copywriting example 5

5. The 4 U’s

Useful – Be useful to the reader

Urgent – Provide a sense of urgency

Unique – Convey the idea that the main benefit is somehow unique

Ultra-specific – Be ultra-specific with all of the above

Looking for a way to write a great Twitter headline? Start here. The 4 U’s formula seems ready-made for social media. The elements of urgency and specificity fit well with the fast pace of social and the small amount of text. If you can master this one, you can expect to see great results for your social media marketing.


Screen Shot 2014-10-11 at 1.12.52 PM

6. Attention – Interest – Desire – Action (AIDA)

Attention – Get the reader’s attention

Interest – Interesting and fresh information that appeals to the reader

Desire – Benefits of your product/service/idea and proof that it does what you say

Action – Ask for a response

AIDA is one of the most standard copywriting formulas for most any type of marketing copy. It’s been used for direct mail, television and radio, sales pages, landing pages, and so much more. Many of the below ideas will play off the elements included here.

My favorite part of AIDA: attention. With blogposts and social media, this can amount to writing an amazing headline.


Screen Shot 2014-10-11 at 1.16.21 PM


A – Alliteration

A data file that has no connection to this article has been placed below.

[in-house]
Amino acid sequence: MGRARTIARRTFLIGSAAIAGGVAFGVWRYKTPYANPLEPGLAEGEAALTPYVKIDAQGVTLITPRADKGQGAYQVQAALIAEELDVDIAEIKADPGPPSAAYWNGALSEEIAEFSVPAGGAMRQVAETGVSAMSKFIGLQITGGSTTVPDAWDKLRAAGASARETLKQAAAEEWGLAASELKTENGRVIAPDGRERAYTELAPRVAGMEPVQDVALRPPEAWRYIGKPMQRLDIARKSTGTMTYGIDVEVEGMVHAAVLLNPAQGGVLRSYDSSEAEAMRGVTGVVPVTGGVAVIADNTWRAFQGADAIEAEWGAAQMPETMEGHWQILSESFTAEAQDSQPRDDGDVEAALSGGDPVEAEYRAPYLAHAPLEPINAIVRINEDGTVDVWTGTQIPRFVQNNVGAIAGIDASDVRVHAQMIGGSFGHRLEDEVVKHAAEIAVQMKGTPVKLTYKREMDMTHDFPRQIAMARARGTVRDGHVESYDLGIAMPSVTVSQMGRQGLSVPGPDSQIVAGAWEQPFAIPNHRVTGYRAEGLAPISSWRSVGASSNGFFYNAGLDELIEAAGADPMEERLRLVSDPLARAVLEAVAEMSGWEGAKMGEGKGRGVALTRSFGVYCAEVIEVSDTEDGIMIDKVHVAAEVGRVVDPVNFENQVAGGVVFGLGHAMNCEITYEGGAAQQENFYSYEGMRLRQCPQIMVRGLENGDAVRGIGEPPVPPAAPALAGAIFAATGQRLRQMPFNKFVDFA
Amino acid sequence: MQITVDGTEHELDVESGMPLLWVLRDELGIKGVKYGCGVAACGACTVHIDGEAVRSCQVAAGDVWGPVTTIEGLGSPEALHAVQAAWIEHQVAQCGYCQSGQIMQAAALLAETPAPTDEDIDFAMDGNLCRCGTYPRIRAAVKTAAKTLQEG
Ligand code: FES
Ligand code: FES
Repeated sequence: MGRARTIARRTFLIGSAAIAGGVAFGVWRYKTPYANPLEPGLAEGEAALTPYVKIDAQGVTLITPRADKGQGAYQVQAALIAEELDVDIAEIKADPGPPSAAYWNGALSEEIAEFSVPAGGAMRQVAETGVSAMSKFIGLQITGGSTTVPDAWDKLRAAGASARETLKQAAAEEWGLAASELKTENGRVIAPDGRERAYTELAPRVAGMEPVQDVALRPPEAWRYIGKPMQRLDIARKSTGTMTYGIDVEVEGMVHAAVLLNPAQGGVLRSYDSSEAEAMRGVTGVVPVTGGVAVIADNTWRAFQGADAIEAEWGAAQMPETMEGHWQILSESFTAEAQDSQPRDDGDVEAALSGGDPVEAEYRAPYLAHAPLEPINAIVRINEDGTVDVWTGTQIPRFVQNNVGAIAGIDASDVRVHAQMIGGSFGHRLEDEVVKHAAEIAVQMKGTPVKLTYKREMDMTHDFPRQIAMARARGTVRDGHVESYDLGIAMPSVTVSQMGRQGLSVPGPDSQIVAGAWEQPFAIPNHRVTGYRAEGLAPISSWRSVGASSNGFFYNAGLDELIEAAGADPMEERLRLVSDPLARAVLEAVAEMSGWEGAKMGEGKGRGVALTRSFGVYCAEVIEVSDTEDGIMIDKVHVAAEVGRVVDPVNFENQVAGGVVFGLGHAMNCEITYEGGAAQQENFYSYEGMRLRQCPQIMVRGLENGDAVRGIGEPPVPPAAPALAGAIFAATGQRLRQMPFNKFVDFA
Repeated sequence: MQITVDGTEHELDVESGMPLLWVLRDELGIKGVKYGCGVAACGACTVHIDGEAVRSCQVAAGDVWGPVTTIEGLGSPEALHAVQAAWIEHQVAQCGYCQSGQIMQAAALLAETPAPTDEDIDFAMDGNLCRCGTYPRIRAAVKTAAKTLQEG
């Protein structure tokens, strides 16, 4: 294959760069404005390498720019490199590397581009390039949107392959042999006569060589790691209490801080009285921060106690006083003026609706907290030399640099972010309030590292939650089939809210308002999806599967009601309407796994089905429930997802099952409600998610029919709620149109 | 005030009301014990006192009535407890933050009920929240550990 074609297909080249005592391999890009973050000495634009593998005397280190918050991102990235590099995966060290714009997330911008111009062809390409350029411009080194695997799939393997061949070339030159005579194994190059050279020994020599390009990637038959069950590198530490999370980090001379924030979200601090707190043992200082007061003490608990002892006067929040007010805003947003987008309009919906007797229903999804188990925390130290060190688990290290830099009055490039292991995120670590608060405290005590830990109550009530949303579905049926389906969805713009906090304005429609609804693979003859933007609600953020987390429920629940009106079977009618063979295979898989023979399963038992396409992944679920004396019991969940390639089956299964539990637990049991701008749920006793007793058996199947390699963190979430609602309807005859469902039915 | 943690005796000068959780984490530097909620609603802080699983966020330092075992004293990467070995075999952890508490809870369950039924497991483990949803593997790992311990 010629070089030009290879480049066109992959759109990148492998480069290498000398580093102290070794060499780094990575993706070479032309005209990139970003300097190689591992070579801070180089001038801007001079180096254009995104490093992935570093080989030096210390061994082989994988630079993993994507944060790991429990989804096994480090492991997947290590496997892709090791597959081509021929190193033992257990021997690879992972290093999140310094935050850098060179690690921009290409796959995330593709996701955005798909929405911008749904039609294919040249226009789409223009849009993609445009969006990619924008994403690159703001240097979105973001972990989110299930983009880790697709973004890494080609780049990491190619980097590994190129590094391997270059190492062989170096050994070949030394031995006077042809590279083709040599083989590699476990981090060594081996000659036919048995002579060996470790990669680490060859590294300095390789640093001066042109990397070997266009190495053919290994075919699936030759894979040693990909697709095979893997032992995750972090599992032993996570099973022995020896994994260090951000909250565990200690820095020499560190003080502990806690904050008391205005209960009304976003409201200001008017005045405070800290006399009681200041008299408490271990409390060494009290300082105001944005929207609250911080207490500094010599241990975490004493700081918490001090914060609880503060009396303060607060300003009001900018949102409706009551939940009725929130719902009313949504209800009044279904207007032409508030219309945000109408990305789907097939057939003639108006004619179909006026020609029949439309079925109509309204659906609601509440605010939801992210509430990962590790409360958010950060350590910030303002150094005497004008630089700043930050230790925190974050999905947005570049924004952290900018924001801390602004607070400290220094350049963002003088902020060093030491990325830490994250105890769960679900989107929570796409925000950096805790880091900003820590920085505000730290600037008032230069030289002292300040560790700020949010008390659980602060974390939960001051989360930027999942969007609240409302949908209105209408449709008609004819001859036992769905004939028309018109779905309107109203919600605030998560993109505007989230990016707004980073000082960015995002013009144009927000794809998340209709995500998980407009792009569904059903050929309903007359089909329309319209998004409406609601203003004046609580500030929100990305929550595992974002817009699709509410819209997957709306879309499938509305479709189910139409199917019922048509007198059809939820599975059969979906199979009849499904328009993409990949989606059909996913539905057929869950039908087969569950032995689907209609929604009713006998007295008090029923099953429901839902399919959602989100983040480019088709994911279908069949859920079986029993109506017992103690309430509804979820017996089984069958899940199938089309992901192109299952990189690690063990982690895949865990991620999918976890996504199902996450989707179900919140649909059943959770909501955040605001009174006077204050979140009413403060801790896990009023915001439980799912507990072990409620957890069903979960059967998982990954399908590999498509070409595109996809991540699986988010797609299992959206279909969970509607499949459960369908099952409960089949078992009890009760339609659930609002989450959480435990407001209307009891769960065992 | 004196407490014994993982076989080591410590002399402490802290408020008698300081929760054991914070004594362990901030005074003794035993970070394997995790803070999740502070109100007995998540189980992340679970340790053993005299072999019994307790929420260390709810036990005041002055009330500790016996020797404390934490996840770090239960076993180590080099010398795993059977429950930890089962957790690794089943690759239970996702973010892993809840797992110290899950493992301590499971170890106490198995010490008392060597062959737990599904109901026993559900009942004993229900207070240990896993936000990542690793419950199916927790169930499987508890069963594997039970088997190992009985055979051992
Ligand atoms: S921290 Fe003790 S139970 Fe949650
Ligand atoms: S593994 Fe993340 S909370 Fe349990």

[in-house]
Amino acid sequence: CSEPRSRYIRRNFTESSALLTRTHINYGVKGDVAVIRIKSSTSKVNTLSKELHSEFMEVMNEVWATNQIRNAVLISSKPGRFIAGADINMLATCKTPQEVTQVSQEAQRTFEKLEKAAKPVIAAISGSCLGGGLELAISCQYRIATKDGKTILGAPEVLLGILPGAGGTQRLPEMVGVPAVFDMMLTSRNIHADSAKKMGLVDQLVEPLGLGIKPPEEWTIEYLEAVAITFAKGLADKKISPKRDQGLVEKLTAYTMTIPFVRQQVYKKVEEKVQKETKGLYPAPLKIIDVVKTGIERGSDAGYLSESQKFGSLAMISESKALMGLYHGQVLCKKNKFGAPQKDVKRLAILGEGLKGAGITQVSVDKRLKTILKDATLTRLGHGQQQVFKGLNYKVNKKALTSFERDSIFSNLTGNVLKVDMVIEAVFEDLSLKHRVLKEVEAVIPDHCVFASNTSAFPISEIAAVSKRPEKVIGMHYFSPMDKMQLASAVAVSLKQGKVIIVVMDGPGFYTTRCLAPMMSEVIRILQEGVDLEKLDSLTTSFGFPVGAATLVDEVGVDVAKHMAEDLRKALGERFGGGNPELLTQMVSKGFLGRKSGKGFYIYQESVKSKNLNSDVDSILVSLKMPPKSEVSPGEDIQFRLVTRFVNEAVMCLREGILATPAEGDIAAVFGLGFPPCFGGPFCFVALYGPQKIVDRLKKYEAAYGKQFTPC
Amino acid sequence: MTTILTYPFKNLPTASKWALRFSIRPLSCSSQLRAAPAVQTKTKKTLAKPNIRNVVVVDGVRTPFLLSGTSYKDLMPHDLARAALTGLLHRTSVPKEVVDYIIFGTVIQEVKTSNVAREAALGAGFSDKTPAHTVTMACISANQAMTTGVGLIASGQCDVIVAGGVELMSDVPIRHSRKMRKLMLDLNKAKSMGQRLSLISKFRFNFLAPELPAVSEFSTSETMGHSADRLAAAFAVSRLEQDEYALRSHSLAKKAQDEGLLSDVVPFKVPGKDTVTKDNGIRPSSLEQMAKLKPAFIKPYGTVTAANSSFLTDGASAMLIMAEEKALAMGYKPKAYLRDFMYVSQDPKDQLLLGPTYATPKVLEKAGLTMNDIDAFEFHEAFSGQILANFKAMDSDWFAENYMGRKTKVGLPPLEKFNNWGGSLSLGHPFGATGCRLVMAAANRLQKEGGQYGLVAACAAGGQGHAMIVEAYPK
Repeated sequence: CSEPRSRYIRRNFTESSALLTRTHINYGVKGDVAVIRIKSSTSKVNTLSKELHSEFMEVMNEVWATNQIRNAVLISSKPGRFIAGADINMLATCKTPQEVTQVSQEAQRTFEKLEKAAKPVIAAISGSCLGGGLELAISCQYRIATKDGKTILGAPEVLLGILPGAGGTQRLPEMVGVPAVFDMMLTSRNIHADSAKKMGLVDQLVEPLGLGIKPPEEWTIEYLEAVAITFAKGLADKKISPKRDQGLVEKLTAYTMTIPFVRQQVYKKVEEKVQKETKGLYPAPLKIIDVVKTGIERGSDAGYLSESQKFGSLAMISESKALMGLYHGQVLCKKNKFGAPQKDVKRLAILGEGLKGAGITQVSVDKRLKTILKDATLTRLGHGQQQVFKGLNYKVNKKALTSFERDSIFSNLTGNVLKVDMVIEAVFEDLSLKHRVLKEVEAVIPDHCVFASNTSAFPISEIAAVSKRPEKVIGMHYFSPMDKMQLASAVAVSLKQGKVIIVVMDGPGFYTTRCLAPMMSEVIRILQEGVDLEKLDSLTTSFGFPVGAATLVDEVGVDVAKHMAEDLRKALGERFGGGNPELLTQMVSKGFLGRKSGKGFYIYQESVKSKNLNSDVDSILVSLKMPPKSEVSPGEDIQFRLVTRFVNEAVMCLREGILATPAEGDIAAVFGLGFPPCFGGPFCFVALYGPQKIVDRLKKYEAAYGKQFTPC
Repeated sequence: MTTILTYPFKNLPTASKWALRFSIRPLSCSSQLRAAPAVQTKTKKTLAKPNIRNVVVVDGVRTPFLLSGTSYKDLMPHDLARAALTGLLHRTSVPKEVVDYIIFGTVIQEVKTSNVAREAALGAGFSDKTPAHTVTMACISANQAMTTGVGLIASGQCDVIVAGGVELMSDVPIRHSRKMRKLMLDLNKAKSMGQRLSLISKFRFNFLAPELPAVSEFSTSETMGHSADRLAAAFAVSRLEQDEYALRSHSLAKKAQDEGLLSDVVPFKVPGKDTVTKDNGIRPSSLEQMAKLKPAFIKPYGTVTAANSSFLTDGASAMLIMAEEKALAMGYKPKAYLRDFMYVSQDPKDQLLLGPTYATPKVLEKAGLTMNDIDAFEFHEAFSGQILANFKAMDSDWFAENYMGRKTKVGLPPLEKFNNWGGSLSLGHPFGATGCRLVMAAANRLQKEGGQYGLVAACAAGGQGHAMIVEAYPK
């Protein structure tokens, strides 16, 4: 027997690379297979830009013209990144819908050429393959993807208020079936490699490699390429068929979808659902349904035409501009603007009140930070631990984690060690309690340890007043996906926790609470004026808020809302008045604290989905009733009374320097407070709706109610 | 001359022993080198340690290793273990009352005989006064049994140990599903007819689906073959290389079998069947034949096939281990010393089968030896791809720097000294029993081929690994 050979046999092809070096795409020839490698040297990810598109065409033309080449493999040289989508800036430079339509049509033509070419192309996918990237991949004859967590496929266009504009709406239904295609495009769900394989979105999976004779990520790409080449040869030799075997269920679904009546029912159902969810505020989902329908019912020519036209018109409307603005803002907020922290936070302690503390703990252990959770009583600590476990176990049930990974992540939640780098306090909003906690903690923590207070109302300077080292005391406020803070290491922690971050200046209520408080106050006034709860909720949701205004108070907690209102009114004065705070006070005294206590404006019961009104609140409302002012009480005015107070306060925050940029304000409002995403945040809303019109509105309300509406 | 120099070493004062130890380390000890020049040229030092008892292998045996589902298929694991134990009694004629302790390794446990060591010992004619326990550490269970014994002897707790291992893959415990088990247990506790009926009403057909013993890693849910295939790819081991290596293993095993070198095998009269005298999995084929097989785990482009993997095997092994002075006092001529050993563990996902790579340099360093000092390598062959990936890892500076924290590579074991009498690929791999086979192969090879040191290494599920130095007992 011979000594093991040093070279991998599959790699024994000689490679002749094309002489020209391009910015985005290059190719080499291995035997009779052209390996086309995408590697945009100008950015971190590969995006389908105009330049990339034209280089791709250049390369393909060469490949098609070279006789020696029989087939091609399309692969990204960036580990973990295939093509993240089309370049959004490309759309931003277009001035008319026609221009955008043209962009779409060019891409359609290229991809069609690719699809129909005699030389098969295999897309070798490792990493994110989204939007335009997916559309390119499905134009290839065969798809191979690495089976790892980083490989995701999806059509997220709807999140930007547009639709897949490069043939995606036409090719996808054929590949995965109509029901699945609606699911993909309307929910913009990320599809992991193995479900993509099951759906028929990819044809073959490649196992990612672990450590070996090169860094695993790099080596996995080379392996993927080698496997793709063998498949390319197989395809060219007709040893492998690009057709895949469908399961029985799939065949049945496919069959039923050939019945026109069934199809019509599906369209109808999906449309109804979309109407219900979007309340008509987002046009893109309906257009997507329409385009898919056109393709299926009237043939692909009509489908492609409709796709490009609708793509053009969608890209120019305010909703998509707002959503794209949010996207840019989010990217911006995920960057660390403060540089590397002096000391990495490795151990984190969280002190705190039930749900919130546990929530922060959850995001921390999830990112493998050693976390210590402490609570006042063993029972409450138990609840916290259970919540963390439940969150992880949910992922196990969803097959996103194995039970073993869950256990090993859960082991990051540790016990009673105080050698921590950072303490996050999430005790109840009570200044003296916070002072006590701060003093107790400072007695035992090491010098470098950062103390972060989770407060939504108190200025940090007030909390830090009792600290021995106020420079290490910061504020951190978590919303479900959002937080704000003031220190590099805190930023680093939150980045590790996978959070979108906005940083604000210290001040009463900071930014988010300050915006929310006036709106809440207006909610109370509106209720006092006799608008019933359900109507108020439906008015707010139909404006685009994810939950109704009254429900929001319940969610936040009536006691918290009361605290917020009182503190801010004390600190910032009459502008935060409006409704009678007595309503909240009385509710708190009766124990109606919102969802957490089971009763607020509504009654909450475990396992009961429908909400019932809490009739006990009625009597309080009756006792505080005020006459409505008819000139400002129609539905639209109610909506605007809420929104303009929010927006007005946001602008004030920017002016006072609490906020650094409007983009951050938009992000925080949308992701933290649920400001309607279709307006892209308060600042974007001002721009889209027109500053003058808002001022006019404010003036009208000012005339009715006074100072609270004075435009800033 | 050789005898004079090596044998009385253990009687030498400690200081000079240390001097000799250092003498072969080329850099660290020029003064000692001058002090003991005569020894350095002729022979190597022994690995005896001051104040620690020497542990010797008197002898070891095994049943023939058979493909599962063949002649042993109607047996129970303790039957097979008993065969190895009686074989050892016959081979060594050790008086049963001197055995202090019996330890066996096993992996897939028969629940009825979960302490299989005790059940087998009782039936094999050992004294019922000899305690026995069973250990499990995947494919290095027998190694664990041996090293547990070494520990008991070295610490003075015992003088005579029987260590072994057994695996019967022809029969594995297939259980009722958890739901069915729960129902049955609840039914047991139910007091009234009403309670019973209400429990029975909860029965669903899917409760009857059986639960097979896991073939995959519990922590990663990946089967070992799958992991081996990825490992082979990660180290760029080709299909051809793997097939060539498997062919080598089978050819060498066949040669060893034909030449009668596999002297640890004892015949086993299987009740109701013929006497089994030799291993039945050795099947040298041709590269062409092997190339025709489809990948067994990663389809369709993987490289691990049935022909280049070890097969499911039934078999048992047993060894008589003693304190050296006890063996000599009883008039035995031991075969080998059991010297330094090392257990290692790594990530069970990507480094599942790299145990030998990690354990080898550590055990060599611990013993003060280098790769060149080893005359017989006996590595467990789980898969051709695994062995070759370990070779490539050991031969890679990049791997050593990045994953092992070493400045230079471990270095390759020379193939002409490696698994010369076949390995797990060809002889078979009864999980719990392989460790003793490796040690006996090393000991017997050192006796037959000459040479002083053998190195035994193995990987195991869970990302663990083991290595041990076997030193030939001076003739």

F – Facts
O – Opinions
R – Repetition
E – Examples
S – Statistics
T – Threes (Repeat something three times to make it memorable.)

Phew! This is a big one. You’d be hard-pressed to fit this one into a social media update. But a blogpost? A landing page? Sure thing.

And for those times when you’re pinched for copy on social media, you can pull elements out of A FOREST. Post with alliteration or facts or threes. Pick one, and see how it works.


copywriting example 8

8. The 5 basic objections

1. I don’t have enough time.

2. I don’t have enough money.

3. It won’t work for me.

4. I don’t believe you.

5. I don’t need it.

Chances are that a reader can easily come up with reasons not to read or click or share. Those reasons will likely fall into one of these five basic buckets. Keep these in mind as you’re writing. If you can solve all of them, wonderful. If you can solve even one, great.


copywriting example 9

9. Picture – Promise – Prove – Push (PPPP)

Picture – Paint a picture that gets attention and creates desire

Promise – Describe how your product/service/idea will deliver

Prove – Provide support for your promise

Push – Ask your reader to commit

Many of these formulas involve showing someone a picture of a desirable outcome. What a great opportunity to deliver happiness to potential readers and customers! The PPPP follows up this dream with specific ways that the product/service/idea can help, along with proof that it actually does. The final step—call to action—is crucial, and it can be as simple as a short URL if you’re trying to fit this formula into a tweet.


copywriting example 10

10. The psychological pull of Open Loops

Create a cliffhanger with your content

Open loops are rooted in psychology. We need closure in our lives, and when we don’t get this closure, we feel anxiety, which spurs us to get closure, to find out more, to keep reading. 

Felicia Spahr described this phenomena in a post at KISSmetrics, pointing out the prevalence of open loops in Hollywood filmmaking and TV.